"Even before COVID-19 struck, the online gambling industry has been growing exponentially for years," notes the PR Newswire story listed above. "In 2017, the global market was valued at around $45.8 billion. By 2024, some experts predict global online gambling bets will hit nearly $95 billion. And the global market for online gambling is estimated to grow by 11.5% annually until 2027."
Online tax stream: Tax departments are taking note of the electronic betting trend. And we're not just talking state tax collectors.
The IRS also is getting in on the gambling revenue game from the side of taxes paid by the businesses offering online betting.
That tax tidbit comes from today's fifth and final Saturday Shout Out. It goes to Bloomberg Tax reporters Allyson Versprille and Sam McQuillan for their piece on DraftKings, FanDuel Fees Deemed Taxable in Landmark IRS Memo in which they note:
"Daily fantasy sports companies like FanDuel and DraftKings must pay federal excise tax on their entry fees, the IRS has decided, in an internal memo that could cause a major shakeup in the industry.
An IRS Chief Counsel Memorandum said those companies must pay tax on every wager—the entry fee—they accept as well as an annual occupational tax on each person accepting those wagers. Those taking wagers must also register with the IRS."
That means fantasy sports companies, which data show have generated billions in entry fees and millions in total revenue and have long been the target of state regulators and tax collectors, now could face huge federal tax bills if they haven't been paying and are challenged by the IRS.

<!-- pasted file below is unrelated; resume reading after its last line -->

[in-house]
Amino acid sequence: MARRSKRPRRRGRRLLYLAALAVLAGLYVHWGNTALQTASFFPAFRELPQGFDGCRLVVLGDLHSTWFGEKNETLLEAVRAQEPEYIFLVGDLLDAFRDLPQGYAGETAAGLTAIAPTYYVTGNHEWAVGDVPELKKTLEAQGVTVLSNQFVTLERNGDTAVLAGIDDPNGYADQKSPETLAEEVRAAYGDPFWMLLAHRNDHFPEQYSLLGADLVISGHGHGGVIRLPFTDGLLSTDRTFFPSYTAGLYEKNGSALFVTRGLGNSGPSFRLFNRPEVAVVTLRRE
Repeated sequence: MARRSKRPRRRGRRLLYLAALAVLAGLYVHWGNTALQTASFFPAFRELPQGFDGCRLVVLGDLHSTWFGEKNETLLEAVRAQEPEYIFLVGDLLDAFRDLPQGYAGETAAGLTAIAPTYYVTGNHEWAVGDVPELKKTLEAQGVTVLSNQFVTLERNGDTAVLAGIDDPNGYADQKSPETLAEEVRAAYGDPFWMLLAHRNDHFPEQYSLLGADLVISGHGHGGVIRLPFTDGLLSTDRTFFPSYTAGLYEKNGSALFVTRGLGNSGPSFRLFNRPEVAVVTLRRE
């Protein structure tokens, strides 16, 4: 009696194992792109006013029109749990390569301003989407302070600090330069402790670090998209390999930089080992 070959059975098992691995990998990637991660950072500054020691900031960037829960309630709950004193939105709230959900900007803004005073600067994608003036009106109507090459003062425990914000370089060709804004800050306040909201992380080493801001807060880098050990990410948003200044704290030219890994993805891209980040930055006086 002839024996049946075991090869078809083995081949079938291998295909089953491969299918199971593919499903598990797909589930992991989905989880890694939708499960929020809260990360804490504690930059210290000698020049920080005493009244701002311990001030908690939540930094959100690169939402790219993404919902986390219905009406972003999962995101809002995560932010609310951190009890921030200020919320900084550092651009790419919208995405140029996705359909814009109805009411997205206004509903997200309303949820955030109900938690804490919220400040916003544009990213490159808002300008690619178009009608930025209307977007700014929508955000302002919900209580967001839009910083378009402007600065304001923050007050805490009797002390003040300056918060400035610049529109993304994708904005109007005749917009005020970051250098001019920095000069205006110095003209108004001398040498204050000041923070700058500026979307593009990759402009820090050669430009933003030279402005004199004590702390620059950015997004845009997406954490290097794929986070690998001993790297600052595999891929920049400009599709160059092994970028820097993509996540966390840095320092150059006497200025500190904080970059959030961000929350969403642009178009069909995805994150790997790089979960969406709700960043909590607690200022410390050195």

Paying the tax piper: Personally, I don't bet on sports. Games are aggravating enough when my teams lose. I don't need to add to my misery by losing money on top of it.
But if you do and you're finding some escape betting on coronavirus-affected sporting events, I wish you luck.
I also remind you (again) that your winnings are taxable income, at both the federal level and in many states. If you do pocket some payouts, my earlier post has tips on Reporting gambling winnings, other income on Schedule 1.
Yes, it's a pain to hand over some of your lucky payout to Uncle Sam. But it's better for bettors to do so from the get go rather than have to pay the due tax bill and added charges if you get your non-paying bet called later by an IRS auditor.
You also might find these items of interest:
- Are you ready for some legal Super Bowl betting beyond Nevada?
- It's Jersey, baby, as Garden State passes Nevada as sports betting hub
- COVID-19 is screwing up sports and complicating some professional athletes' taxes
|Coronavirus Caveat & More Information
In 2020, we're all dealing with extraordinary circumstances,
both in our daily lives and when it comes to our taxes.
The COVID-19 pandemic and efforts to reduce its transmission
and protect ourselves and our families means that,
for the most part, we're focusing on just getting through these trying days.
But life as we knew it before the coronavirus will return,
along with our mundane tax matters.
Here's hoping that happens soon!
In the meantime, you can find more on the virus and its effects on our taxes
by clicking Coronavirus (COVID-19) and Taxes.